Aliy Zirkle issued a statement through the Iditarod website, thanking the Iditarod officials in Nulato for having given her the practical and moral support she needed to carry on. But she also stated how deeply the incident impacted her. “I have been mushing the trails of Alaska for over 20 years and lived in the Yukon-Koyukuk community,” her statement reads. “Not once have I felt in real danger from another human being. I am experienced with sharing the trails with snow machiners and other users, ensuring that I do everything I can to be seen and to keep my dog team safe. It is on these trails with my dogs that I feel most comfortable and confident. That changed on the morning of March 12. Over the course of almost two hours one man, by using his snowmachine, made prolonged, aggressive and what I believe to be deliberate threats to me and my team. For two hours, I felt like a hostage and I sincerely believe that our lives were in danger. I was terrified. Had it not been for my defensive reactions, we could have been maimed or killed,” Zirkle wrote. She continued to say that she is angry with only one man. “I also have no injuries. However, I am very sad and angry. I am thankful for all the overwhelming support from the public,” she wrote.

The Nulato Tribal Council issued a statement saying “It is with great regret and sadness that we offer our condolences to Jeff King for the loss of his dog Nash. We pray for the speedy recovery of the other injured dogs. Nulato recognizes the complex behavioral health issues that impact our village and we ask for prayers as we seek wellness for all. We will be monitoring the situation closely and commit to work with law enforcement.”

According to the statement, First Chief Mickey Stickman added “Over the years we have supported the race in all aspects from racers to dogs to logistics. Nulato has been recognized many times by the Iditarod Trail Committee for the community’s hospitality- we hope and pray this incident does not determine the future of the village of Nulato. The Native Village of Nulato apologizes for the harm to the mushers and their dog teams.”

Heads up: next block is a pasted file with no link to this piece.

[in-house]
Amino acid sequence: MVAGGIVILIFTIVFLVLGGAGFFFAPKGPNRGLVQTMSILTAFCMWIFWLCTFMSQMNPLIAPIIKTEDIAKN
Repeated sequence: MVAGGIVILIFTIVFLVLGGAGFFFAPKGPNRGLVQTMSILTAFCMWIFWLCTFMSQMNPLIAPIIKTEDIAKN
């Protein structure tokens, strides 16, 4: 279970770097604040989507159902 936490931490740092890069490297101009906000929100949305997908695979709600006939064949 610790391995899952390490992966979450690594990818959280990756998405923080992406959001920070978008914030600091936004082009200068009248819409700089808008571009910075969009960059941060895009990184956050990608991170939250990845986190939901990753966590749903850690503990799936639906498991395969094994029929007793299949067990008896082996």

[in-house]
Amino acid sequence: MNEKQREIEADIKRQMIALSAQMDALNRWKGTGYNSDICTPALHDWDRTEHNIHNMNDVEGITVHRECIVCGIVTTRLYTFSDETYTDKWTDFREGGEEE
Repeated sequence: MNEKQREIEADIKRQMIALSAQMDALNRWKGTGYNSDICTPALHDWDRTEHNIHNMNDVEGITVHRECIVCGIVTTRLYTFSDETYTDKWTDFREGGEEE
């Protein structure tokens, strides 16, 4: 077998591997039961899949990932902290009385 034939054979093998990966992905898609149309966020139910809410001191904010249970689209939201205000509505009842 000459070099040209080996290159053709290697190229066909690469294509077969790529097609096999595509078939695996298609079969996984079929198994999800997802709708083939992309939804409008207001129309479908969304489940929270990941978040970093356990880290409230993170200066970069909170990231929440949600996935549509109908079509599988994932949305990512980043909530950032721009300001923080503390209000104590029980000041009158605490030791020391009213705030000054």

Arnold Demoski, 26, of Nulato was arrested for two counts of assault in the third degree and one count of reckless endangerment, one count of reckless driving and six counts of criminal mischief in the fifth degree. He was remanded to the Fairbanks Correctional Center. Bail was set at $50,000. In a court video of Demoski’s first appearance in Magistrate Romano DiBenedetto’s court room, the judget said "If the state had asked for $500,000, I probably would have granted it, but I am not the prosecutor. I will honor the state's request for a $50,000 cash performance bond."

The judge added, “if these allegations are proven to a jury, it could amount to be an act of terrorism, quite frankly.”

At the finisher’s banquet, Aliy Zirkle only mentioned that she owes it to race judge Karen Ramstead, who talked her into continuing the race and to persevere. Zirkle arrived in Nome in third place.

In his speech, champion Dallas Seavey summarized the overall feeling of gratitude and perseverance. “This year was a challenging year for everybody involved in mushing,” Seavey said. “I don’t think there was a person involved in the Iditarod or the sport of mushing that doesn’t know anybody who is affect by some accident or tragedy or misfortune throughout the year and on the race itself. It’s pretty heartwarming to see that the community of mushers is just that: a community. Whether it was the willow fire or the misfortune that befell the Busers or a million other things. It was pretty awesome to see everybody come together. It is indicative not only about the sport of mushing but Alaska as a whole and the communities we pass through. We support and embrace each other,” Seavey said.

Out of 85 dog teams that started the race, 71 finished.

The Nome Nugget

PO Box 610
Nome, Alaska 99762

Phone: (907) 443-5235
Fax: (907) 443-5112